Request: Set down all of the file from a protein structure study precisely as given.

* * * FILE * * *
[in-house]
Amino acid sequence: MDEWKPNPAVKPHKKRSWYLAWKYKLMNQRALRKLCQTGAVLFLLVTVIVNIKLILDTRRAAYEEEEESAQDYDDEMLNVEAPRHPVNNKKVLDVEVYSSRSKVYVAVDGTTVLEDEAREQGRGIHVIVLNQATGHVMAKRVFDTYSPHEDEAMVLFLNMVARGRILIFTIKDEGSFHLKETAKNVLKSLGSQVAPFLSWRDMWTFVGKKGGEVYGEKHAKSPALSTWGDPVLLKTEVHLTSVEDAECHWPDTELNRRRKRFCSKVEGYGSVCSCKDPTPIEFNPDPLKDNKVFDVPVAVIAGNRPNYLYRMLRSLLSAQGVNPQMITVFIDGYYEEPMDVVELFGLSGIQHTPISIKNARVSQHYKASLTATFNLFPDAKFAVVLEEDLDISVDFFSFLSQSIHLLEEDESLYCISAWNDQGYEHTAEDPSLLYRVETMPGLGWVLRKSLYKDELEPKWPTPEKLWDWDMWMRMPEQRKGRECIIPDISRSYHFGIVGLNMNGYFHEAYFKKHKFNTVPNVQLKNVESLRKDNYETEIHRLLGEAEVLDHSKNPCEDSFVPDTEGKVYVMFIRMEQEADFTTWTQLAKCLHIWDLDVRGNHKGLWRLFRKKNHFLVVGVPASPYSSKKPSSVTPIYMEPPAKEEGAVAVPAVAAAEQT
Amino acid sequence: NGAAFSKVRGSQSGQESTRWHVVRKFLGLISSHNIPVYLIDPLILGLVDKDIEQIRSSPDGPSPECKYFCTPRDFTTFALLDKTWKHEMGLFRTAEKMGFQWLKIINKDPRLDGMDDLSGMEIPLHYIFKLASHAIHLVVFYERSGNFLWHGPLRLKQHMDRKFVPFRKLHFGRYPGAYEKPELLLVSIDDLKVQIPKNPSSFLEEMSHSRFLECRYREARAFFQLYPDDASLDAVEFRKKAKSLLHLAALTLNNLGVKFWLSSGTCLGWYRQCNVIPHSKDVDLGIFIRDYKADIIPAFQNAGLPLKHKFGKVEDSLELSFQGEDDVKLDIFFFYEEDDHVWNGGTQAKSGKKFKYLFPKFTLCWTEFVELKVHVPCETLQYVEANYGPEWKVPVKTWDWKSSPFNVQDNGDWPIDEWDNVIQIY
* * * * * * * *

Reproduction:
[in-house]
Amino acid sequence: MDEWKPNPAVKPHKKRSWYLAWKYKLMNQRALRKLCQTGAVLFLLVTVIVNIKLILDTRRAAYEEEEESAQDYDDEMLNVEAPRHPVNNKKVLDVEVYSSRSKVYVAVDGTTVLEDEAREQGRGIHVIVLNQATGHVMAKRVFDTYSPHEDEAMVLFLNMVARGRILIFTIKDEGSFHLKETAKNVLKSLGSQVAPFLSWRDMWTFVGKKGGEVYGEKHAKSPALSTWGDPVLLKTEVHLTSVEDAECHWPDTELNRRRKRFCSKVEGYGSVCSCKDPTPIEFNPDPLKDNKVFDVPVAVIAGNRPNYLYRMLRSLLSAQGVNPQMITVFIDGYYEEPMDVVELFGLSGIQHTPISIKNARVSQHYKASLTATFNLFPDAKFAVVLEEDLDISVDFFSFLSQSIHLLEEDESLYCISAWNDQGYEHTAEDPSLLYRVETMPGLGWVLRKSLYKDELEPKWPTPEKLWDWDMWMRMPEQRKGRECIIPDISRSYHFGIVGLNMNGYFHEAYFKKHKFNTVPNVQLKNVESLRKDNYETEIHRLLGEAEVLDHSKNPCEDSFVPDTEGKVYVMFIRMEQEADFTTWTQLAKCLHIWDLDVRGNHKGLWRLFRKKNHFLVVGVPASPYSSKKPSSVTPIYMEPPAKEEGAVAVPAVAAAEQT
Amino acid sequence: NGAAFSKVRGSQSGQESTRWHVVRKFLGLISSHNIPVYLIDPLILGLVDKDIEQIRSSPDGPSPECKYFCTPRDFTTFALLDKTWKHEMGLFRTAEKMGFQWLKIINKDPRLDGMDDLSGMEIPLHYIFKLASHAIHLVVFYERSGNFLWHGPLRLKQHMDRKFVPFRKLHFGRYPGAYEKPELLLVSIDDLKVQIPKNPSSFLEEMSHSRFLECRYREARAFFQLYPDDASLDAVEFRKKAKSLLHLAALTLNNLGVKFWLSSGTCLGWYRQCNVIPHSKDVDLGIFIRDYKADIIPAFQNAGLPLKHKFGKVEDSLELSFQGEDDVKLDIFFFYEEDDHVWNGGTQAKSGKKFKYLFPKFTLCWTEFVELKVHVPCETLQYVEANYGPEWKVPVKTWDWKSSPFNVQDNGDWPIDEWDNVIQIY